Resolved: to be a husband who better reflects the love of Christ to my wife, and to be a dad who disciples his children and has fun with them. Ministry is serious business. In the same day we could go from visiting a member moments from eternity to visiting a newborn baby in the hospital. In the same week we could go from counseling a marriage that is on the verge of divorce to the joy of officiating a wedding. And there is always more to do. But I am resolving to remember in 2020 that I will never regret spending time with my wife and focusing on growing in better reflecting the gospel through my relationship with her. Sometimes date night may be more fruitful in my ministry than a couple more hours put into the sermon or visitation. I resolve to continue to join my wife in discipling our kids and to remember to have fun with them. They may struggle with believing in a Jesus who became like one of us if I never “stoop” to speak their language of fun and play.

Resolved: to joyfully embrace the place that God has sovereignly assigned to me. Missionary Jim Elliot once wisely remarked, “Wherever you are, be all there! Live to the hilt every situation you believe to be the will of God.” God sovereignly placed you in the small town that you are ministering in today. There are people there that he means to reach with the gospel through your unique gifting. We have the privilege of shepherding some of God’s people in the specific context he has assigned to us. I resolve to remember what Peter instructed: “shepherd the flock of God that is among you…” (1 Peter 5:2) There is joy in serving in the place that God has placed me in.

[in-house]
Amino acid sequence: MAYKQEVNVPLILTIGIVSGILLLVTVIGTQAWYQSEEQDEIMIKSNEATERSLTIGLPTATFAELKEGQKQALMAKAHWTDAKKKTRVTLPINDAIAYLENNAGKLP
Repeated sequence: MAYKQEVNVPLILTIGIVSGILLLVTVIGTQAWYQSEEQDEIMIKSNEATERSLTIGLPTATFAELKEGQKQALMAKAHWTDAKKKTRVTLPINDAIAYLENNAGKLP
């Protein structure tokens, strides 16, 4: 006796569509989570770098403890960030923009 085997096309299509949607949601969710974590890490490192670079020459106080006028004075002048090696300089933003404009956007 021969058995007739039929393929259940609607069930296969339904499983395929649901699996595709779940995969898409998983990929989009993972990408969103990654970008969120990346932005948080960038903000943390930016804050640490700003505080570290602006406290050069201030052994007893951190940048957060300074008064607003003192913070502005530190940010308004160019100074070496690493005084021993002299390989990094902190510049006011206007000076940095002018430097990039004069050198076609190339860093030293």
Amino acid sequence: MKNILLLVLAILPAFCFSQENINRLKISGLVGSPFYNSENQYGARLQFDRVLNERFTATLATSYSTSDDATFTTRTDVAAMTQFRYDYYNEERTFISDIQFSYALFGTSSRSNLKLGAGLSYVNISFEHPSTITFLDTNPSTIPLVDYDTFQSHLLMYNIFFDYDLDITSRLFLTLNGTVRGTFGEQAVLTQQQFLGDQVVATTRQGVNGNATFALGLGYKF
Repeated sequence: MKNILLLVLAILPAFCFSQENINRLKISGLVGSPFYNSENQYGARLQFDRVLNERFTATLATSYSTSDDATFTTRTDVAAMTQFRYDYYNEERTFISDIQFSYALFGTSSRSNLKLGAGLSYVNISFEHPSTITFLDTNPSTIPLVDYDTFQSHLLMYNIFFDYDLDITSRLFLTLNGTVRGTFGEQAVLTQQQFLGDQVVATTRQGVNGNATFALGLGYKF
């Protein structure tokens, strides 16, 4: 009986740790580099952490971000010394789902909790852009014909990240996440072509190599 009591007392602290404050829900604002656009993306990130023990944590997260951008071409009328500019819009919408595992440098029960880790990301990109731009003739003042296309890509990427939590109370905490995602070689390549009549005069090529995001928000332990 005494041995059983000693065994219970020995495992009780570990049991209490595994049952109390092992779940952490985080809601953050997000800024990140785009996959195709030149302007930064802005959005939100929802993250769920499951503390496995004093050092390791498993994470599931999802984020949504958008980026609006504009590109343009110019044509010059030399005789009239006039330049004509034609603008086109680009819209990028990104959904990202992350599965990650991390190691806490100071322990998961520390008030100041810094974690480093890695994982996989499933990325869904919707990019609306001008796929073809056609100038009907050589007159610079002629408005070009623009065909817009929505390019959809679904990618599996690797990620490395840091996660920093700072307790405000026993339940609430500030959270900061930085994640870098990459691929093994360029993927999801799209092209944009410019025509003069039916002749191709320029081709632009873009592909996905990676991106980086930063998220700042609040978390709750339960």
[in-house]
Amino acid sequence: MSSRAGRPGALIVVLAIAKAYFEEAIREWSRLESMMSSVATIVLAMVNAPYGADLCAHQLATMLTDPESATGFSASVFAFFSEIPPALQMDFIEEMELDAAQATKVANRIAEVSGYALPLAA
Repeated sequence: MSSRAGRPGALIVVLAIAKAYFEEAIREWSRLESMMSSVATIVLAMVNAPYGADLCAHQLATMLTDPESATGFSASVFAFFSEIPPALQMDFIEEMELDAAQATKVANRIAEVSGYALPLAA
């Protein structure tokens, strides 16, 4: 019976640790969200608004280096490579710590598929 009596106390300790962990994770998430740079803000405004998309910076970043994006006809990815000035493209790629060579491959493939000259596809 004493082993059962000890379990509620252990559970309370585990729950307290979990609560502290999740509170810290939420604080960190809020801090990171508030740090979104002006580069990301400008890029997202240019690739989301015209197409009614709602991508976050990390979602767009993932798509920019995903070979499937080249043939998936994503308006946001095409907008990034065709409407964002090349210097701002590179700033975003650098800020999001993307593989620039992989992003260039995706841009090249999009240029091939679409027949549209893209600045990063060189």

As I look ahead to ministry in my small town in 2020, I know that these resolves will never happen by my own strength or resolve. But I know that the Spirit loves to fulfill what God commands. So, fellow small-town pastor, know that this is being prayed for you today and into the new year: “To this end we always pray for you, that our God may make you worthy of his calling and may fulfill every resolve for good and every work of faith by his power, so that the name of our Lord Jesus may be glorified in you… (2 Thessalonians 1:11-12a)